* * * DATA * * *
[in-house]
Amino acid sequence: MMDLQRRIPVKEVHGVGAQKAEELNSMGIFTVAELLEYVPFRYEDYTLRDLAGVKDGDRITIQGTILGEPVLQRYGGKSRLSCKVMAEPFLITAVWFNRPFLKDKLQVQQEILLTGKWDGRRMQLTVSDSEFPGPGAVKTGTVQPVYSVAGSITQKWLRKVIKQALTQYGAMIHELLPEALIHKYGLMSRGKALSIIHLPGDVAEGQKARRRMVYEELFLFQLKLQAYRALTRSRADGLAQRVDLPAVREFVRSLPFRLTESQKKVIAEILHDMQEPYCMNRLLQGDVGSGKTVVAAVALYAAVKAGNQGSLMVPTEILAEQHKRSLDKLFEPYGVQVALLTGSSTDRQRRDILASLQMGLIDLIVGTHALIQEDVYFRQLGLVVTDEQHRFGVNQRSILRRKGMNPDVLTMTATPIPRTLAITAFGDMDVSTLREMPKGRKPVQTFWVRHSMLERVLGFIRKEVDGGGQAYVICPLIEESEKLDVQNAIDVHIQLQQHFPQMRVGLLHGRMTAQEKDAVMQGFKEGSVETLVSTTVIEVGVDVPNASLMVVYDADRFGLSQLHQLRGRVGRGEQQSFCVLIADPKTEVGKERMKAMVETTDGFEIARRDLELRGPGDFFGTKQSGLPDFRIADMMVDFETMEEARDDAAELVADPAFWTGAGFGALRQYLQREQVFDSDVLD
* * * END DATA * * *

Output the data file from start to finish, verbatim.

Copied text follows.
[in-house]
Amino acid sequence: MMDLQRRIPVKEVHGVGAQKAEELNSMGIFTVAELLEYVPFRYEDYTLRDLAGVKDGDRITIQGTILGEPVLQRYGGKSRLSCKVMAEPFLITAVWFNRPFLKDKLQVQQEILLTGKWDGRRMQLTVSDSEFPGPGAVKTGTVQPVYSVAGSITQKWLRKVIKQALTQYGAMIHELLPEALIHKYGLMSRGKALSIIHLPGDVAEGQKARRRMVYEELFLFQLKLQAYRALTRSRADGLAQRVDLPAVREFVRSLPFRLTESQKKVIAEILHDMQEPYCMNRLLQGDVGSGKTVVAAVALYAAVKAGNQGSLMVPTEILAEQHKRSLDKLFEPYGVQVALLTGSSTDRQRRDILASLQMGLIDLIVGTHALIQEDVYFRQLGLVVTDEQHRFGVNQRSILRRKGMNPDVLTMTATPIPRTLAITAFGDMDVSTLREMPKGRKPVQTFWVRHSMLERVLGFIRKEVDGGGQAYVICPLIEESEKLDVQNAIDVHIQLQQHFPQMRVGLLHGRMTAQEKDAVMQGFKEGSVETLVSTTVIEVGVDVPNASLMVVYDADRFGLSQLHQLRGRVGRGEQQSFCVLIADPKTEVGKERMKAMVETTDGFEIARRDLELRGPGDFFGTKQSGLPDFRIADMMVDFETMEEARDDAAELVADPAFWTGAGFGALRQYLQREQVFDSDVLD